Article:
Critical Drugs Shortage Persist…ZIMA Blasts Government

THE Zimbabwe Medical Association (ZIMA) has taken a swipe at government for failing to address the medicines and drugs shortage,  amidst indications that the situation in the health sector is worsening by the day.

 

By Michael Gwarisa

Through their Micro-blogging site, Twitter, ZIMA said even though government claims to have allocated funds towards the procurement of drugs and pharmaceutical supplies, they were yet to realize the effects of such a gesture as health conditions were deteriorating on a daily basis and lives were being lost on daily basis.

“ZIMA is yet to see the effects of the forex released for medical supplies and pharmacy drugs. Our patients are relapsing, deteriorating, operations being cancelled. We urge the government to increase the allocation of forex as the gap is currently huge as a matter of urgency,” said ZIMA.

Early last month, the Minister of Health and Childcare (MoHCC), Dr Obadiah Moyo told a cholera handover ceremony that government allocated US$6.7 million against a requirement of US$29 million to address the essential drugs crisis.

Zimbabwe imports 70-90% of its drugs, hospital consumables and equipment at a total annual cost of US$400 million per annum.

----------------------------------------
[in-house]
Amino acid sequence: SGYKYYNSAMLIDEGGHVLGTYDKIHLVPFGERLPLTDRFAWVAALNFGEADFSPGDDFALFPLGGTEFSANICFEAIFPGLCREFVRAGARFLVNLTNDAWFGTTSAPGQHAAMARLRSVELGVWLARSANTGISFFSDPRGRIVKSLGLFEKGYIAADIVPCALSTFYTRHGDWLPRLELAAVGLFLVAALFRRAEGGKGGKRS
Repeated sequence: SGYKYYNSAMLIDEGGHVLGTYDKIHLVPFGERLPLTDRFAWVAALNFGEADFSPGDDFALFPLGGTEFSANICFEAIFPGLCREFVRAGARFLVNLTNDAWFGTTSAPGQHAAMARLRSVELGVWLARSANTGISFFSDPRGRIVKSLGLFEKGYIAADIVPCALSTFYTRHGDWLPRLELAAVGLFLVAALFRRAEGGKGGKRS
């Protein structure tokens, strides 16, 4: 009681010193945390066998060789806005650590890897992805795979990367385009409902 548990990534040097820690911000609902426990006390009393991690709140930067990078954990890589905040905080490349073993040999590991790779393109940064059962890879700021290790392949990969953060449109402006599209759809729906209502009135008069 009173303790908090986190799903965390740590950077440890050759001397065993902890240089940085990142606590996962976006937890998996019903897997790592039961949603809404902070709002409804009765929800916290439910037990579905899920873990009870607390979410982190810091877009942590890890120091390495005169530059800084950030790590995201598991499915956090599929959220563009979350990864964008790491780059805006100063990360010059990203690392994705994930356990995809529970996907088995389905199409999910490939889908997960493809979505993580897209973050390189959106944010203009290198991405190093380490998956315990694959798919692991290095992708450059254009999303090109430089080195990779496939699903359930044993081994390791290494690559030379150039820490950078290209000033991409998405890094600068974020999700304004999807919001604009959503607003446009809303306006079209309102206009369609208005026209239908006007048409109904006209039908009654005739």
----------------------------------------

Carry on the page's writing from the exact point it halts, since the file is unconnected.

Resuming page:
Government is understood to have allocated a paltry $3,5 million to Pharmaceutical Wholesalers’ Association for the purchase of drugs. According to the association, of the $3,5 million forex received, $2,5 million benefited only four of the 27 association members, while the remainder was shared by 12 others, leaving the majority with nothing.

The Zimbabwe drugs situation worsened soon after the monitory policy announcement by the Reserve Bank of Zimbabwe (RBZ). Since then the sector has been trailed by non-availability of some drugs such as insulin and oral anti-diabetic as well as salbutamol inhalers.

Blood pressure drugs such as atenolol and nifedipine have been out of stock for months now. The situation according to medical experts is making the management of patients who need these chronic medications quite difficult and costly.

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